Germany was strongly supported by the Pacific Small Island Developing States grouping. The chairman of this organization, President Marcus Stephen of Nauru, urged in a July 18 op-ed in the New York Times that "the Security Council should join the General Assembly in recognizing climate change as a threat to international peace and security. It is a threat as great as nuclear proliferation or global terrorism." Yet he went on to write that "Negotiations to reduce emissions should remain the primary forum for reaching an international agreement." Climate engineering was not mentioned as a potential strategy.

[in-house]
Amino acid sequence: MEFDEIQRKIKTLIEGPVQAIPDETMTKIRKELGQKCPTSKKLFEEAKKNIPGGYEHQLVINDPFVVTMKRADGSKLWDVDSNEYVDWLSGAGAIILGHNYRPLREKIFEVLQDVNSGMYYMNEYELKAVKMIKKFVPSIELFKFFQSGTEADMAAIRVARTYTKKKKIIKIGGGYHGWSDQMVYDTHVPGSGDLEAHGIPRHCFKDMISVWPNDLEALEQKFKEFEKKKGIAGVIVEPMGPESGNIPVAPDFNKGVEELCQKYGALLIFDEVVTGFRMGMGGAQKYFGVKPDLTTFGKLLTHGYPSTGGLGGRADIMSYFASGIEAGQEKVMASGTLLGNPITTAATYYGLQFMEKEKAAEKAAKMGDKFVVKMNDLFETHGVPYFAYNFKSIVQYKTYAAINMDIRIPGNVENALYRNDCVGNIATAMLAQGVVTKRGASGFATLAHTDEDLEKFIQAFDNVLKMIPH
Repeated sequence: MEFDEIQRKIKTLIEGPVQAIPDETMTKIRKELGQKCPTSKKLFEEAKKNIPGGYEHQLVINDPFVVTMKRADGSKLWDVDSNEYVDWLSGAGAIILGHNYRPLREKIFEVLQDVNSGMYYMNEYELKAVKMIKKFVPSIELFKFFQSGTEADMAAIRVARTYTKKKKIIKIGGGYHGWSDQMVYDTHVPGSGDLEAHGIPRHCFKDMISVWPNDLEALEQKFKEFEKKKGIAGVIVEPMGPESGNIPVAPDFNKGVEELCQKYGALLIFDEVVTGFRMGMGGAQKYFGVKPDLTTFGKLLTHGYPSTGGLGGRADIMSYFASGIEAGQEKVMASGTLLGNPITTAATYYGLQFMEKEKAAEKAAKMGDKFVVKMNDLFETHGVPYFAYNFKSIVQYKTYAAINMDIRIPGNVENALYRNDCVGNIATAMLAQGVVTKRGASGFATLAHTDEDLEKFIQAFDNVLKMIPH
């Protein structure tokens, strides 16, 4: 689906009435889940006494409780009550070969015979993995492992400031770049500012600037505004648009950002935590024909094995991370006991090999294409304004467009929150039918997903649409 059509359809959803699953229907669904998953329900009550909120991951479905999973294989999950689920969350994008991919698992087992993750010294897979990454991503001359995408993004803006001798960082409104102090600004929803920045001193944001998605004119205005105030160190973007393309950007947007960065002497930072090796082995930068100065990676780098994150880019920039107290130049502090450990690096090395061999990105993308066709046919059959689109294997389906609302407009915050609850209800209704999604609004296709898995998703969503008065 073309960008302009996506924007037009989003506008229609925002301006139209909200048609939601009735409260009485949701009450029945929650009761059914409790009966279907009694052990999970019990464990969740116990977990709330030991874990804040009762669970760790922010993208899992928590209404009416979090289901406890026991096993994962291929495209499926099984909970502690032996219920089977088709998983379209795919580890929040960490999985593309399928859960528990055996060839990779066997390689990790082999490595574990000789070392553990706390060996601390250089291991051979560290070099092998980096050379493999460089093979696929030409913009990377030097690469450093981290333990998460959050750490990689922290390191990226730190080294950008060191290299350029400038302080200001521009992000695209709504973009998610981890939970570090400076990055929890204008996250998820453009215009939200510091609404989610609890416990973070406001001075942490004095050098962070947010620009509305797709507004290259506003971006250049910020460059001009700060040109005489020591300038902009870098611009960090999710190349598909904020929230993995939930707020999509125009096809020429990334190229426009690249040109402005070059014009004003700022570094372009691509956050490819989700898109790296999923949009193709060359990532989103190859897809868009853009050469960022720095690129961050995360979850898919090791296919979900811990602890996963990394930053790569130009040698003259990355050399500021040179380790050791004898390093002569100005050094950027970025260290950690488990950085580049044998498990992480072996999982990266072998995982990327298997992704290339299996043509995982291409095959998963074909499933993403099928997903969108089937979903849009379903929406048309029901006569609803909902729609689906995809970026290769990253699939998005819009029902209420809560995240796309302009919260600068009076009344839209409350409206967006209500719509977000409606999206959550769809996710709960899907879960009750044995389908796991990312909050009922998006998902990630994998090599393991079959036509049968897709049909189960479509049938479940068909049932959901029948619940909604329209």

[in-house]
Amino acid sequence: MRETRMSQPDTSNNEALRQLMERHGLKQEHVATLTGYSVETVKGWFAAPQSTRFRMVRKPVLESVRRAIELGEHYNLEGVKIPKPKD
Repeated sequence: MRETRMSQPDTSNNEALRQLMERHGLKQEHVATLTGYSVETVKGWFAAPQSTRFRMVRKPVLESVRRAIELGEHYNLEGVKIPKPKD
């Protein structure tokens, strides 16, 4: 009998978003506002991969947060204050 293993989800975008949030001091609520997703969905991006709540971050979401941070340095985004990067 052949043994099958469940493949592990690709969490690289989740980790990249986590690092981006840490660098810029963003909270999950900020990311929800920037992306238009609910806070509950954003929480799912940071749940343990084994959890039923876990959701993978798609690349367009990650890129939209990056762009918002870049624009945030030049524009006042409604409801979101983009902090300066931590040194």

The existential threat faced by small island states as a result of global warming and rising seas is more than sufficient reason to explore geoengineering as an additional climate policy option. Emissions mitigation, even if deep cuts were somehow achieved over the next decades, will not be enough to prevent the demise of low-lying island states such as Nauru, the Marshall Islands, and the Maldives. In the absence of climate intervention, such countries will cease to exist in any meaningful sense. When rising sea levels are treated as a matter of war and peace before the UN Security Council, national leaders compare their climate predicaments to nuclear proliferation and terrorism, and the future existence of entire nation-states is in doubt, surely it is appropriate to consider all possible solutions. Small island developing states, and representative organizations such as the Alliance of Small Island States (AOSIS), ought to be at the forefront of diplomatic efforts to jump-start research into geoengineering.